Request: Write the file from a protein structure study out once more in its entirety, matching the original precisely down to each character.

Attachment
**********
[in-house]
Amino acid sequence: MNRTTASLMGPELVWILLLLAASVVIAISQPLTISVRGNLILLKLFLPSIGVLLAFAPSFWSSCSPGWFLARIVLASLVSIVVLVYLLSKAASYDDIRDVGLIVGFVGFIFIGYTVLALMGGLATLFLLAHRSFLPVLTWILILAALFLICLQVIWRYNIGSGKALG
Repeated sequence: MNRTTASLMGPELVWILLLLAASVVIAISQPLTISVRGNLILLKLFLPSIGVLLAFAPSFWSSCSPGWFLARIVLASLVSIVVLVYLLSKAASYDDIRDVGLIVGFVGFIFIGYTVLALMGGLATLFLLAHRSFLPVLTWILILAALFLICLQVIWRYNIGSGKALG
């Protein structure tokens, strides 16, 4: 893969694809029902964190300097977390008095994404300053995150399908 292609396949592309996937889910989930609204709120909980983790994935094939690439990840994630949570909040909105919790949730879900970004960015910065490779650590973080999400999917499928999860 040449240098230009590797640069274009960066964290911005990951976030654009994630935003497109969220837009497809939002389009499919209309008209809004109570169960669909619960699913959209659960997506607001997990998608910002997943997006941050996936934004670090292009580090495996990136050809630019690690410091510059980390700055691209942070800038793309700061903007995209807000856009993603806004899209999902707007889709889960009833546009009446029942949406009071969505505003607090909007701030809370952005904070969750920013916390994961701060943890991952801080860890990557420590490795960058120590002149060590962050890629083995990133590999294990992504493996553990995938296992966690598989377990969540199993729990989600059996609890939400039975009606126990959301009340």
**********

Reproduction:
[in-house]
Amino acid sequence: MNRTTASLMGPELVWILLLLAASVVIAISQPLTISVRGNLILLKLFLPSIGVLLAFAPSFWSSCSPGWFLARIVLASLVSIVVLVYLLSKAASYDDIRDVGLIVGFVGFIFIGYTVLALMGGLATLFLLAHRSFLPVLTWILILAALFLICLQVIWRYNIGSGKALG
Repeated sequence: MNRTTASLMGPELVWILLLLAASVVIAISQPLTISVRGNLILLKLFLPSIGVLLAFAPSFWSSCSPGWFLARIVLASLVSIVVLVYLLSKAASYDDIRDVGLIVGFVGFIFIGYTVLALMGGLATLFLLAHRSFLPVLTWILILAALFLICLQVIWRYNIGSGKALG
């Protein structure tokens, strides 16, 4: 893969694809029902964190300097977390008095994404300053995150399908 292609396949592309996937889910989930609204709120909980983790994935094939690439990840994630949570909040909105919790949730879900970004960015910065490779650590973080999400999917499928999860 040449240098230009590797640069274009960066964290911005990951976030654009994630935003497109969220837009497809939002389009499919209309008209809004109570169960669909619960699913959209659960997506607001997990998608910002997943997006941050996936934004670090292009580090495996990136050809630019690690410091510059980390700055691209942070800038793309700061903007995209807000856009993603806004899209999902707007889709889960009833546009009446029942949406009071969505505003607090909007701030809370952005904070969750920013916390994961701060943890991952801080860890990557420590490795960058120590002149060590962050890629083995990133590999294990992504493996553990995938296992966690598989377990969540199993729990989600059996609890939400039975009606126990959301009340």